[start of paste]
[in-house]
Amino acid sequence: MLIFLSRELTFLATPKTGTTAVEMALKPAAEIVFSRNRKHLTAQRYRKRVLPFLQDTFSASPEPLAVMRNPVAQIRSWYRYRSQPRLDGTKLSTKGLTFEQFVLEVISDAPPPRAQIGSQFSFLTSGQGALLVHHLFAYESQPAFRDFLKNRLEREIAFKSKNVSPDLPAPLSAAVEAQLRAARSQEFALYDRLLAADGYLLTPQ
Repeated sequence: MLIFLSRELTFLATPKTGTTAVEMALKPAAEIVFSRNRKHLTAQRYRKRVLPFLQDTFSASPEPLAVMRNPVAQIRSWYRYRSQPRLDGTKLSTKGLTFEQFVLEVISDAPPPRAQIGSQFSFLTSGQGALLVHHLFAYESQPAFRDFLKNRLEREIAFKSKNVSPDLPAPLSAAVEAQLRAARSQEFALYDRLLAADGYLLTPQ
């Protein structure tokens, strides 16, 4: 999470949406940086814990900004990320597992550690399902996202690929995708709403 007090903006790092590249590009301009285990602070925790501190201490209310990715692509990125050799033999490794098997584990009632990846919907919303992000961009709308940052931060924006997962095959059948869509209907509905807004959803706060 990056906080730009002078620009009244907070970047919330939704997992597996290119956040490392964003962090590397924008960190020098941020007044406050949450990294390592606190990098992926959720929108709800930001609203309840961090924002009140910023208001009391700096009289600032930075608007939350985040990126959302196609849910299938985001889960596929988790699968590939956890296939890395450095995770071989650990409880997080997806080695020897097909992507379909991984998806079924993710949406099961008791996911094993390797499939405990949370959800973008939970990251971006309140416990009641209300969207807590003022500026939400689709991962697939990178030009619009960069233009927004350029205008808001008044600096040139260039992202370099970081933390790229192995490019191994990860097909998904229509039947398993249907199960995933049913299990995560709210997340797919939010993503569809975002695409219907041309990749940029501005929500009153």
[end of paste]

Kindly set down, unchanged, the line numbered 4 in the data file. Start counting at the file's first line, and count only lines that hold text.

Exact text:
């Protein structure tokens, strides 16, 4: 999470949406940086814990900004990320597992550690399902996202690929995708709403 007090903006790092590249590009301009285990602070925790501190201490209310990715692509990125050799033999490794098997584990009632990846919907919303992000961009709308940052931060924006997962095959059948869509209907509905807004959803706060 990056906080730009002078620009009244907070970047919330939704997992597996290119956040490392964003962090590397924008960190020098941020007044406050949450990294390592606190990098992926959720929108709800930001609203309840961090924002009140910023208001009391700096009289600032930075608007939350985040990126959302196609849910299938985001889960596929988790699968590939956890296939890395450095995770071989650990409880997080997806080695020897097909992507379909991984998806079924993710949406099961008791996911094993390797499939405990949370959800973008939970990251971006309140416990009641209300969207807590003022500026939400689709991962697939990178030009619009960069233009927004350029205008808001008044600096040139260039992202370099970081933390790229192995490019191994990860097909998904229509039947398993249907199960995933049913299990995560709210997340797919939010993503569809975002695409219907041309990749940029501005929500009153």